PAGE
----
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Saturday, December 22, 2012

New Year’s resolutions for hunters

by Steve Sorensen
(Originally published in the Warren Times Observer, December 22, 2012.)

If you’re a hunter, and if you’re the kind of person who makes New Year’s resolutions, now is a good time to think about that. So here are a few to consider:
Ten is not a magic number.  
Maybe only one or two of these ideas appeal to you.

  1. Hunt less. Yes, I said less. Why hunt less? Maybe because you have other fish to fry. (Or is the right metaphor “venison to grill”?) Lots of things can, and maybe should, take time away from your hunting.
  1. Hunt more. I actually hunted less in the last two years than in earlier years, so this is the direction I’m likely to go.
  1. Hunt smarter, not harder. I’ve done my share of hunting hard in places where I wasn’t smart to be hunting. Are you hunting turkeys where it’s convenient, but turkeys are scarce? Are you hunting deer in the same places and with the same methods you used when both deer and hunters were more plentiful? More scouting will raise the odds of filling your tag earlier in the season.
  1. Break out of your usual pattern. Resolve to hunt with a different method. If you’re a treestand hunter, maybe you should try still hunting. If you’re a rifle hunter, try bowhunting. Or, get a flintlock for the late season and see the woods and wildlife from a different perspective.
  1. Hunt new places. Maybe it’s time to get deeper into the woods or see some new scenery. Maybe it’s time to try hunting some state game lands. Maybe you should knock on more landowners’ doors or join a club.
  1. Hunt new game. Another rut to break out of is hunting the same game. Why not take up turkey hunting? Renew your interest in small game. Try waterfowl. Maybe you should put a black bear on your bucket list. The opportunities are many, and if you try hunting something new you might find out what you’ve been missing.
  1. Be a safer hunter. If you hunt from a treestand, maybe you should think more about safety. Treestands don’t last forever – is yours showing signs of wear? Are you taking unnecessary risks? Are you using all the safety equipment you should be using, and are you using it properly? Safety is worth recommitting to, for yourself and for your loved ones.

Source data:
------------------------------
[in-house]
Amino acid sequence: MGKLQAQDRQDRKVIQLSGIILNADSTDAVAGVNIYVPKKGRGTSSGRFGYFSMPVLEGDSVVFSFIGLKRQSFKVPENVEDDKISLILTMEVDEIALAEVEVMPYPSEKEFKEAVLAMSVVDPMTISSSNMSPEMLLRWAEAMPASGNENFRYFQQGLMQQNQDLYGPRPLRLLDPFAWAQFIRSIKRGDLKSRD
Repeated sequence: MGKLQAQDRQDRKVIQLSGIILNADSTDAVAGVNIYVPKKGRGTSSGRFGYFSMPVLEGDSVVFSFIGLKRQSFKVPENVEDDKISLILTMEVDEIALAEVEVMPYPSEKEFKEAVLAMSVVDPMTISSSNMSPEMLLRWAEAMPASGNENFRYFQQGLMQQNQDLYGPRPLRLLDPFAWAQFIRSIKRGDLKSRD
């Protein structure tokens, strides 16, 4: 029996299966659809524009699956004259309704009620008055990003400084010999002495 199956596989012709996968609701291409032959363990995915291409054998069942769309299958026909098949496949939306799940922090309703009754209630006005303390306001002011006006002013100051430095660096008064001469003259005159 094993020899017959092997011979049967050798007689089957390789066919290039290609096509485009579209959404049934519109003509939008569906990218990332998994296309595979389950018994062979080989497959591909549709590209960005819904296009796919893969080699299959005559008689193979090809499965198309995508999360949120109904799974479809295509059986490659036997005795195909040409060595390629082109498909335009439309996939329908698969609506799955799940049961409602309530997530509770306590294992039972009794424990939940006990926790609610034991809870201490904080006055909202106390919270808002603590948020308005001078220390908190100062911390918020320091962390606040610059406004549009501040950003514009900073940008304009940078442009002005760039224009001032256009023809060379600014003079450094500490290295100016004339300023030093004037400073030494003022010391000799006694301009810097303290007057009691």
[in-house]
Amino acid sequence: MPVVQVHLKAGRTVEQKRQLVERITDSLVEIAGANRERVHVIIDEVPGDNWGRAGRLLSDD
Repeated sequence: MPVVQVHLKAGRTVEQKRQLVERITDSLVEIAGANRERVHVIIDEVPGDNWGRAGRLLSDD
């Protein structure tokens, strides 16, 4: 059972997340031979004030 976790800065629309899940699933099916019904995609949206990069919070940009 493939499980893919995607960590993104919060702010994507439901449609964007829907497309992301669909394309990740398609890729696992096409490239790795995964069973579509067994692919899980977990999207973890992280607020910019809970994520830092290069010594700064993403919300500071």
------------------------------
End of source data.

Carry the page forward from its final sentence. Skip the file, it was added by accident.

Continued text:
1. Take a kid. You probably know a kid who ought to be hunting. Why not take him? Don’t feel like you’re sacrificing too much – lots of kids are scheduled up and you might get them out for only a couple of half days. That’s not too much to sacrifice – especially when fall deer, spring turkeys and summer woodchucks are all great ways to introduce a kid to hunting. (And it doesn’t have to be a boy.)
  1. Drop some weight. Has your energy and commitment to hunting been diminished by the fact that you carry around an extra 10 or 20 pounds? If you lose it, you can go farther, last longer, and come home less tired. Work on convincing yourself that it will be worth it.
  1. Snap better pictures. Something most hunters should resolve to do is to get better field photos of the game they harvest. Most hunters settle for quick snapshots that don’t preserve the memory well. While I love those old-timey pictures from days gone by, most of them weren’t very good. The number one secret to good photographs is lots of photographs, and with today’s digital cameras, you can take lots of pictures from various angles and poses at no cost. When I write big buck stories for national magazines, the hunter almost always regrets not having better photographs.
Ten is not a magic number. Maybe only one or two of these ideas appeal to you. Maybe none do. There are many more you can think about. Start using trail cameras. Practice shooting more. Keep a written journal of your hunts. Try hunting another state.

And if you’re a hunter who is thinking about joining the ranks of former hunters, it might take just one of these ideas to renew your enthusiasm. Make a resolution, aim to keep it, and see what happens.


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